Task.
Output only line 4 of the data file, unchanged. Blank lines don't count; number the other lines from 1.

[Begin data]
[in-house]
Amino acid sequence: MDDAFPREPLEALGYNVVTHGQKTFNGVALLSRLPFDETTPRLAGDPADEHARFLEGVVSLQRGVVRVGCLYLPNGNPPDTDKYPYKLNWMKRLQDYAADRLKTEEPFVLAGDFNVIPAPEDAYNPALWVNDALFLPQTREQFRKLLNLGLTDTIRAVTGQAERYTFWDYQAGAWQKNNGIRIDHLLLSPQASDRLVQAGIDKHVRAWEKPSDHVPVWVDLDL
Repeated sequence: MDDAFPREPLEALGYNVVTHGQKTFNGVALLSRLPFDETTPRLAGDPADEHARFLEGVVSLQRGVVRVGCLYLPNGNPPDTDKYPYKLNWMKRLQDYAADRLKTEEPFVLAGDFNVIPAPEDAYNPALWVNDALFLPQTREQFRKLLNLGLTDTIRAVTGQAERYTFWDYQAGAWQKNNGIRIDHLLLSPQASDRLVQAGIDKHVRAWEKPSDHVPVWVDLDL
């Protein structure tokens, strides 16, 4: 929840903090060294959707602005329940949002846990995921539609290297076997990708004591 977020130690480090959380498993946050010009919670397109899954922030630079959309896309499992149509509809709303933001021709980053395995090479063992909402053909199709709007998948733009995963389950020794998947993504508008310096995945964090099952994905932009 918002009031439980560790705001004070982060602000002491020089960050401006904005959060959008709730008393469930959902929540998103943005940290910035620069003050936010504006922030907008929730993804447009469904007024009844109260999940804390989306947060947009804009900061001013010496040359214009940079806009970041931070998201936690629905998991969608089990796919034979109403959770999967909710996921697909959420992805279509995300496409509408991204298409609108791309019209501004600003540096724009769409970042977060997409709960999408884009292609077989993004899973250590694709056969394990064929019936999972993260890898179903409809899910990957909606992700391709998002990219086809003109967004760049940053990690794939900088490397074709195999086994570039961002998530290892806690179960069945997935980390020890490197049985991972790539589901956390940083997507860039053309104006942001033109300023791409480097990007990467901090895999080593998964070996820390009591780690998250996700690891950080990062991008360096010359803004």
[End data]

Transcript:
């Protein structure tokens, strides 16, 4: 929840903090060294959707602005329940949002846990995921539609290297076997990708004591 977020130690480090959380498993946050010009919670397109899954922030630079959309896309499992149509509809709303933001021709980053395995090479063992909402053909199709709007998948733009995963389950020794998947993504508008310096995945964090099952994905932009 918002009031439980560790705001004070982060602000002491020089960050401006904005959060959008709730008393469930959902929540998103943005940290910035620069003050936010504006922030907008929730993804447009469904007024009844109260999940804390989306947060947009804009900061001013010496040359214009940079806009970041931070998201936690629905998991969608089990796919034979109403959770999967909710996921697909959420992805279509995300496409509408991204298409609108791309019209501004600003540096724009769409970042977060997409709960999408884009292609077989993004899973250590694709056969394990064929019936999972993260890898179903409809899910990957909606992700391709998002990219086809003109967004760049940053990690794939900088490397074709195999086994570039961002998530290892806690179960069945997935980390020890490197049985991972790539589901956390940083997507860039053309104006942001033109300023791409480097990007990467901090895999080593998964070996820390009591780690998250996700690891950080990062991008360096010359803004």